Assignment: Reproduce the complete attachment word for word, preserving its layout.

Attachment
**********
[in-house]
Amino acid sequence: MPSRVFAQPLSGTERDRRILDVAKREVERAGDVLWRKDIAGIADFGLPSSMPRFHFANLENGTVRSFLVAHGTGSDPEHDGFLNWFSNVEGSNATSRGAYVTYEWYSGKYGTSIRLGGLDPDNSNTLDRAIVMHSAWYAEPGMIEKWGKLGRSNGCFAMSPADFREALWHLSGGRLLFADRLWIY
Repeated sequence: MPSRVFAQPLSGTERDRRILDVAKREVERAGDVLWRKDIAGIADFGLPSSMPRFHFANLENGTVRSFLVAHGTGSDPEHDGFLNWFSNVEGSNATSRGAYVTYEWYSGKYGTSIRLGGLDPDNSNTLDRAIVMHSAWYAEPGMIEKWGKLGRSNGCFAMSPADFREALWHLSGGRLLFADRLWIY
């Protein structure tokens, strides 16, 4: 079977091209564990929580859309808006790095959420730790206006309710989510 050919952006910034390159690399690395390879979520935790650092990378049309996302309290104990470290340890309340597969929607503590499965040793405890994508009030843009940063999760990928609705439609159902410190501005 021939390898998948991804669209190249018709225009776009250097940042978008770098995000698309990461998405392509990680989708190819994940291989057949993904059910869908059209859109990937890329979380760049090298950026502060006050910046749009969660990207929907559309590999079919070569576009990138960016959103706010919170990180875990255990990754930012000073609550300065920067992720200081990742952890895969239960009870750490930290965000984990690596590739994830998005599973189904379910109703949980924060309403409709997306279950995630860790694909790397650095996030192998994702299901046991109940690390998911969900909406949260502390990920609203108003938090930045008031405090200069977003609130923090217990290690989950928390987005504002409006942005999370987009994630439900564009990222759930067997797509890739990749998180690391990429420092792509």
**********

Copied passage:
[in-house]
Amino acid sequence: MPSRVFAQPLSGTERDRRILDVAKREVERAGDVLWRKDIAGIADFGLPSSMPRFHFANLENGTVRSFLVAHGTGSDPEHDGFLNWFSNVEGSNATSRGAYVTYEWYSGKYGTSIRLGGLDPDNSNTLDRAIVMHSAWYAEPGMIEKWGKLGRSNGCFAMSPADFREALWHLSGGRLLFADRLWIY
Repeated sequence: MPSRVFAQPLSGTERDRRILDVAKREVERAGDVLWRKDIAGIADFGLPSSMPRFHFANLENGTVRSFLVAHGTGSDPEHDGFLNWFSNVEGSNATSRGAYVTYEWYSGKYGTSIRLGGLDPDNSNTLDRAIVMHSAWYAEPGMIEKWGKLGRSNGCFAMSPADFREALWHLSGGRLLFADRLWIY
């Protein structure tokens, strides 16, 4: 079977091209564990929580859309808006790095959420730790206006309710989510 050919952006910034390159690399690395390879979520935790650092990378049309996302309290104990470290340890309340597969929607503590499965040793405890994508009030843009940063999760990928609705439609159902410190501005 021939390898998948991804669209190249018709225009776009250097940042978008770098995000698309990461998405392509990680989708190819994940291989057949993904059910869908059209859109990937890329979380760049090298950026502060006050910046749009969660990207929907559309590999079919070569576009990138960016959103706010919170990180875990255990990754930012000073609550300065920067992720200081990742952890895969239960009870750490930290965000984990690596590739994830998005599973189904379910109703949980924060309403409709997306279950995630860790694909790397650095996030192998994702299901046991109940690390998911969900909406949260502390990920609203108003938090930045008031405090200069977003609130923090217990290690989950928390987005504002409006942005999370987009994630439900564009990222759930067997797509890739990749998180690391990429420092792509």